A small number of plates suffered from a variety of minor problems. For plates that we deem that the data is unreliable, they have had their platequality set to bad, and some terse comments put into the qualityComments status.

Mismatches between spectra and photometric data

There are occasional "mismatches" between the spectra and the photometry, both due to problems on the spectroscopic side in identifying the location associated with every fiber, and due to problems on the photometric side in finding an associated photometric object given a location.

With some frequency, the fiber mapping failed which identifies which fiber has been plugged into which hole. There are around 7200 such cases in DR8, which are marked as UNPLUGGED in the ZWARNING bitmask. The vast majority of these cases occur because the fiber was actually not plugged or was broken (in such cases, essentially no signal is detected in the fiber, and snMedian is reported as zero). In around 200 cases, there is measureable signal down the fiber. In cases where there is more than one such fiber on plate, there is a possibility that the fiber location associated with the spectrum is incorrected (and thus that the photometric and spectroscopic information is mismatched). This problem occurs for around 70 objects in the survey.

Other mismatches can occur due to problems in the photometry. Errors in the deblending algorithm in the target reductions caused spectroscopy to be carried out occasionally on non-existent objects (e.g., diffraction spikes of bright stars or satellite trails). Many of these objects no longer exist in the current imaging reductions, with its improvements to the deblender over the years. We have in fact tried to mitigate this problem in this data release, as described in the spectroscopic-photometric matching documentation.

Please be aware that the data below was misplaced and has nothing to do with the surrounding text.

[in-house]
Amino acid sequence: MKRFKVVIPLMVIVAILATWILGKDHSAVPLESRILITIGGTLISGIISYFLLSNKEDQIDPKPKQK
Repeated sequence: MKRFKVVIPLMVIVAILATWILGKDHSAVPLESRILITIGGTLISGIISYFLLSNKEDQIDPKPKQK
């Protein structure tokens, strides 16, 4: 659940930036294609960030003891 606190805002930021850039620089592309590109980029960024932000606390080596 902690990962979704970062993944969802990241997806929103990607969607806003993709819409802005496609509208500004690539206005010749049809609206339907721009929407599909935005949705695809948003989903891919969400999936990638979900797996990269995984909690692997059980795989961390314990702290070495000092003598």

Galaxy velocity dispersion measurements

We recommend not to use SDSS velocity dispersion measurements for:

Also note that the velocity dispersion measurements are not corrected to a standard aperture size.

See the velocity dispersion algorithm for details.

Clipped Spectral Lines

Some emission lines are erroneously clipped because they were identified as cosmic rays. If an emission line is so bright that it is saturated in the individual 15-minute exposures of the spectrograph, it can suffer this effect. Unfortunately, such saturated pixels are not flagged as such, although usually that region of the spectrum has an inverse variance equal to zero.

Luckily, objects with such strong emission lines are very rare, but the user should be aware of the possibility of objects with extremely strong emission lines and unphysical or unusual line ratios.

Spectrophotometric calibration induces artificial Balmer lines

Very occasionally, the spectrophotometric calibration procedure induces redshift-zero Balmer lines that are apparently due to mismatches between the calibration stars and the template library. This is noticeable in particular on some fibers in plate 274. This problem existed in DR7 and earlier as well as in DR8.

Known missing or corrupted spectra files on SAS

There are some spectra-related files on SAS which are known to be missing. These are documented in the "knownMissing.txt" files in each subdirectory. Most of these are logs and diagnostic plots, but a few spZline (redshift fits to individual lines) and spCFrame (calibrated individual exposures) files are missing. There are no known cases of missing coadded spectra.

In addition, the individual spectrum exposure SPECTRO_REDUX/26/2639/spCFrame-b2-00042347.fits is missing HDU 6 (sky), but the other HDUs are fine.